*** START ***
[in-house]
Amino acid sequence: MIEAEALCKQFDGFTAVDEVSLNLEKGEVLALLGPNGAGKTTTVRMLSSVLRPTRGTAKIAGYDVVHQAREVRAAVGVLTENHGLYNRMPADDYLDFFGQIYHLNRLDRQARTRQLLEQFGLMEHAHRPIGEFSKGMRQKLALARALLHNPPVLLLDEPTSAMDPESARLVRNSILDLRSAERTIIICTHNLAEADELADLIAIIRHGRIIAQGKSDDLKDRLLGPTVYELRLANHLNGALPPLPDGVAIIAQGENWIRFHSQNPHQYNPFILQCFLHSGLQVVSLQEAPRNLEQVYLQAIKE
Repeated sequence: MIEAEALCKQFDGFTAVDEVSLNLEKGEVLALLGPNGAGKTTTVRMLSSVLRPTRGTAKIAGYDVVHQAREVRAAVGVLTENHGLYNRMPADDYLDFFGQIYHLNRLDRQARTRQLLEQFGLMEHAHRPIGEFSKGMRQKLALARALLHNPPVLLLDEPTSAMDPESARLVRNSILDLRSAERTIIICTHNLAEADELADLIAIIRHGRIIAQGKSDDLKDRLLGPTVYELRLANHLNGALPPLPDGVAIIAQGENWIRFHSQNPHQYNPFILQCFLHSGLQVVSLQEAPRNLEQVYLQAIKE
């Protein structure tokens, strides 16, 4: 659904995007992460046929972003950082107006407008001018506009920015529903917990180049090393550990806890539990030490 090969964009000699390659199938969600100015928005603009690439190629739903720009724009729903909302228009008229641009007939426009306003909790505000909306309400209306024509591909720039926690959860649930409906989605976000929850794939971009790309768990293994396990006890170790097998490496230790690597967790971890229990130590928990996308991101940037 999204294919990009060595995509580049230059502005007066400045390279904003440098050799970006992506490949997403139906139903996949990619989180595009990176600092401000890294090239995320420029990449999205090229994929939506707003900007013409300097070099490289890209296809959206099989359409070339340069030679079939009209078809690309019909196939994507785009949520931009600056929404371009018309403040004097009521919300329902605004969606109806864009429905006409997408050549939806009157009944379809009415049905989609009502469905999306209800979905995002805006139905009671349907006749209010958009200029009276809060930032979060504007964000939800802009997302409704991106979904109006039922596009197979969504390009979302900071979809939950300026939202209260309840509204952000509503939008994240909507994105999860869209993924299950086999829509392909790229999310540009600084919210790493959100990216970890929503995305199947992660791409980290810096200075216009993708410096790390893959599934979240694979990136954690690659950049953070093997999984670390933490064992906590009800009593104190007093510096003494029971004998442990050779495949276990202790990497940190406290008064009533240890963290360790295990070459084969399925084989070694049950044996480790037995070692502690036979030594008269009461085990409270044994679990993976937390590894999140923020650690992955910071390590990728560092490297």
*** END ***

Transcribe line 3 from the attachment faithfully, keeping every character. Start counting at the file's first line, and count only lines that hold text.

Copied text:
Repeated sequence: MIEAEALCKQFDGFTAVDEVSLNLEKGEVLALLGPNGAGKTTTVRMLSSVLRPTRGTAKIAGYDVVHQAREVRAAVGVLTENHGLYNRMPADDYLDFFGQIYHLNRLDRQARTRQLLEQFGLMEHAHRPIGEFSKGMRQKLALARALLHNPPVLLLDEPTSAMDPESARLVRNSILDLRSAERTIIICTHNLAEADELADLIAIIRHGRIIAQGKSDDLKDRLLGPTVYELRLANHLNGALPPLPDGVAIIAQGENWIRFHSQNPHQYNPFILQCFLHSGLQVVSLQEAPRNLEQVYLQAIKE